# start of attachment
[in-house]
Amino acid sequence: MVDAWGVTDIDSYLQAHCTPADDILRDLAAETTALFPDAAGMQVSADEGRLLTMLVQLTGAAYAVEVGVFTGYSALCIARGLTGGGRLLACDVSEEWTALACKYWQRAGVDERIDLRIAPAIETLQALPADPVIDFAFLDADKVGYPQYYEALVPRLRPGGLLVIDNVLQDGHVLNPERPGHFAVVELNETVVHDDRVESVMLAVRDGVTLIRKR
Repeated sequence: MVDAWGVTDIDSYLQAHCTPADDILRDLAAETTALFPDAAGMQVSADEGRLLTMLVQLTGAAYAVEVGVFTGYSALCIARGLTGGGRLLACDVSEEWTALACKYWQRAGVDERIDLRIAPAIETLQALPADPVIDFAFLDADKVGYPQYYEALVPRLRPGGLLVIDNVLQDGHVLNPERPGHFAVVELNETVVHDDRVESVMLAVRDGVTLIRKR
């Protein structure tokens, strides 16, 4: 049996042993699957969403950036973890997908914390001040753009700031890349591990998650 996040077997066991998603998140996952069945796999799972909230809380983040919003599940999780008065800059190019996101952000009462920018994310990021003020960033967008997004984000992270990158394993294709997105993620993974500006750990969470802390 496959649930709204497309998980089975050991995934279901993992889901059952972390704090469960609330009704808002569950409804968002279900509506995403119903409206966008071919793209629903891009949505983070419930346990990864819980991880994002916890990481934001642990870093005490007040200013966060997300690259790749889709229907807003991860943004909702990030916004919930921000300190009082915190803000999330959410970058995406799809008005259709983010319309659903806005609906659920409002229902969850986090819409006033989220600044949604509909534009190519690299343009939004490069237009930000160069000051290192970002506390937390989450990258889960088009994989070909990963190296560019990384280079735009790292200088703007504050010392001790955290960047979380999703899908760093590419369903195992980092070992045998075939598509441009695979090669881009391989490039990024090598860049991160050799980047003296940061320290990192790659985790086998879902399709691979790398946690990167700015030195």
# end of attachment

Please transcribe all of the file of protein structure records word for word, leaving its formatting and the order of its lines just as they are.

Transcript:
[in-house]
Amino acid sequence: MVDAWGVTDIDSYLQAHCTPADDILRDLAAETTALFPDAAGMQVSADEGRLLTMLVQLTGAAYAVEVGVFTGYSALCIARGLTGGGRLLACDVSEEWTALACKYWQRAGVDERIDLRIAPAIETLQALPADPVIDFAFLDADKVGYPQYYEALVPRLRPGGLLVIDNVLQDGHVLNPERPGHFAVVELNETVVHDDRVESVMLAVRDGVTLIRKR
Repeated sequence: MVDAWGVTDIDSYLQAHCTPADDILRDLAAETTALFPDAAGMQVSADEGRLLTMLVQLTGAAYAVEVGVFTGYSALCIARGLTGGGRLLACDVSEEWTALACKYWQRAGVDERIDLRIAPAIETLQALPADPVIDFAFLDADKVGYPQYYEALVPRLRPGGLLVIDNVLQDGHVLNPERPGHFAVVELNETVVHDDRVESVMLAVRDGVTLIRKR
């Protein structure tokens, strides 16, 4: 049996042993699957969403950036973890997908914390001040753009700031890349591990998650 996040077997066991998603998140996952069945796999799972909230809380983040919003599940999780008065800059190019996101952000009462920018994310990021003020960033967008997004984000992270990158394993294709997105993620993974500006750990969470802390 496959649930709204497309998980089975050991995934279901993992889901059952972390704090469960609330009704808002569950409804968002279900509506995403119903409206966008071919793209629903891009949505983070419930346990990864819980991880994002916890990481934001642990870093005490007040200013966060997300690259790749889709229907807003991860943004909702990030916004919930921000300190009082915190803000999330959410970058995406799809008005259709983010319309659903806005609906659920409002229902969850986090819409006033989220600044949604509909534009190519690299343009939004490069237009930000160069000051290192970002506390937390989450990258889960088009994989070909990963190296560019990384280079735009790292200088703007504050010392001790955290960047979380999703899908760093590419369903195992980092070992045998075939598509441009695979090669881009391989490039990024090598860049991160050799980047003296940061320290990192790659985790086998879902399709691979790398946690990167700015030195």